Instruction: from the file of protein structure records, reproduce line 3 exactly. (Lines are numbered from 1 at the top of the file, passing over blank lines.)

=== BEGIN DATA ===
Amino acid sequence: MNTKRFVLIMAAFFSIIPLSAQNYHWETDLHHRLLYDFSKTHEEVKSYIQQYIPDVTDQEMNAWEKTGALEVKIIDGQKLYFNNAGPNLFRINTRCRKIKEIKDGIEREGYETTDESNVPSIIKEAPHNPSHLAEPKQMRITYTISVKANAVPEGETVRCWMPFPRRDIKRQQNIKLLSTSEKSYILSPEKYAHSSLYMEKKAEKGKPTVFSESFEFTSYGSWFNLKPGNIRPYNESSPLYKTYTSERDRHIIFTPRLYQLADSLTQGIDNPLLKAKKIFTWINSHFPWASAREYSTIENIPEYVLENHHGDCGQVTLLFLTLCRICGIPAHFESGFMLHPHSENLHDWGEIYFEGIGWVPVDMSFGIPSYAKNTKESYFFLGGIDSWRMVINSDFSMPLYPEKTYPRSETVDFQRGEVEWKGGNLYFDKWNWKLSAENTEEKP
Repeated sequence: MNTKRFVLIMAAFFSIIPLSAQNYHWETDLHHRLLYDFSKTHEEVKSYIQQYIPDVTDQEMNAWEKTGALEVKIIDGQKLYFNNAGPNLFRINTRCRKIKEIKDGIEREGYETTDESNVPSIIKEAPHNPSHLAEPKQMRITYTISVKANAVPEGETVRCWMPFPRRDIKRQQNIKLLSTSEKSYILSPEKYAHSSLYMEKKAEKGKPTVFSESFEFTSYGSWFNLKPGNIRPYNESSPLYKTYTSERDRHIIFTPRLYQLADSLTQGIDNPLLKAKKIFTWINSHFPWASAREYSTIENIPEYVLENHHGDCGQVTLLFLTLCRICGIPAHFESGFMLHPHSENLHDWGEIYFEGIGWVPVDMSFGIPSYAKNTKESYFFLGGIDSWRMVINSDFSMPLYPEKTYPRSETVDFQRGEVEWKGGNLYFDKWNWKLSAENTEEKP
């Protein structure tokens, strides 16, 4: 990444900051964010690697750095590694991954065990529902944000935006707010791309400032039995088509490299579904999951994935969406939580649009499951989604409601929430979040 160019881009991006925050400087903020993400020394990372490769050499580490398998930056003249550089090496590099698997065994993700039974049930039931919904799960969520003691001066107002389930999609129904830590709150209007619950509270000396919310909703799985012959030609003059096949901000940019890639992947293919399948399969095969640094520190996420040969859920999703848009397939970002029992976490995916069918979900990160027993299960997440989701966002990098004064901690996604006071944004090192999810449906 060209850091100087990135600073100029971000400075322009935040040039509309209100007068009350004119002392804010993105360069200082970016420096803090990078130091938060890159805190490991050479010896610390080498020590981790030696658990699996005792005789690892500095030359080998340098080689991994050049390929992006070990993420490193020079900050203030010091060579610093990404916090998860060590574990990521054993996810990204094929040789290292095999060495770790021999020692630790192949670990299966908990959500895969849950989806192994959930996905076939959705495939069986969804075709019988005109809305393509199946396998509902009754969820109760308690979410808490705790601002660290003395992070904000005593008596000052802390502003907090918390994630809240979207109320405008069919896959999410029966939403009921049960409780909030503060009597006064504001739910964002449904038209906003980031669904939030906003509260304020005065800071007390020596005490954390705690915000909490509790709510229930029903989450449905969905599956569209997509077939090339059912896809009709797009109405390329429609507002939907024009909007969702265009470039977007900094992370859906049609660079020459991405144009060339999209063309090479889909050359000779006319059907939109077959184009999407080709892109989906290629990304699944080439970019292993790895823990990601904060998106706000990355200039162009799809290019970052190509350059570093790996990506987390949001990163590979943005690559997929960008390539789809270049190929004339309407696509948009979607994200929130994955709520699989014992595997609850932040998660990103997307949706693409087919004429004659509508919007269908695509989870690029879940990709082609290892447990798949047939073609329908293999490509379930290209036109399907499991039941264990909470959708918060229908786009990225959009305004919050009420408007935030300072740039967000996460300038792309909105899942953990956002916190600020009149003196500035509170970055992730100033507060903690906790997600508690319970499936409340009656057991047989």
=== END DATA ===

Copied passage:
């Protein structure tokens, strides 16, 4: 990444900051964010690697750095590694991954065990529902944000935006707010791309400032039995088509490299579904999951994935969406939580649009499951989604409601929430979040 160019881009991006925050400087903020993400020394990372490769050499580490398998930056003249550089090496590099698997065994993700039974049930039931919904799960969520003691001066107002389930999609129904830590709150209007619950509270000396919310909703799985012959030609003059096949901000940019890639992947293919399948399969095969640094520190996420040969859920999703848009397939970002029992976490995916069918979900990160027993299960997440989701966002990098004064901690996604006071944004090192999810449906 060209850091100087990135600073100029971000400075322009935040040039509309209100007068009350004119002392804010993105360069200082970016420096803090990078130091938060890159805190490991050479010896610390080498020590981790030696658990699996005792005789690892500095030359080998340098080689991994050049390929992006070990993420490193020079900050203030010091060579610093990404916090998860060590574990990521054993996810990204094929040789290292095999060495770790021999020692630790192949670990299966908990959500895969849950989806192994959930996905076939959705495939069986969804075709019988005109809305393509199946396998509902009754969820109760308690979410808490705790601002660290003395992070904000005593008596000052802390502003907090918390994630809240979207109320405008069919896959999410029966939403009921049960409780909030503060009597006064504001739910964002449904038209906003980031669904939030906003509260304020005065800071007390020596005490954390705690915000909490509790709510229930029903989450449905969905599956569209997509077939090339059912896809009709797009109405390329429609507002939907024009909007969702265009470039977007900094992370859906049609660079020459991405144009060339999209063309090479889909050359000779006319059907939109077959184009999407080709892109989906290629990304699944080439970019292993790895823990990601904060998106706000990355200039162009799809290019970052190509350059570093790996990506987390949001990163590979943005690559997929960008390539789809270049190929004339309407696509948009979607994200929130994955709520699989014992595997609850932040998660990103997307949706693409087919004429004659509508919007269908695509989870690029879940990709082609290892447990798949047939073609329908293999490509379930290209036109399907499991039941264990909470959708918060229908786009990225959009305004919050009420408007935030300072740039967000996460300038792309909105899942953990956002916190600020009149003196500035509170970055992730100033507060903690906790997600508690319970499936409340009656057991047989």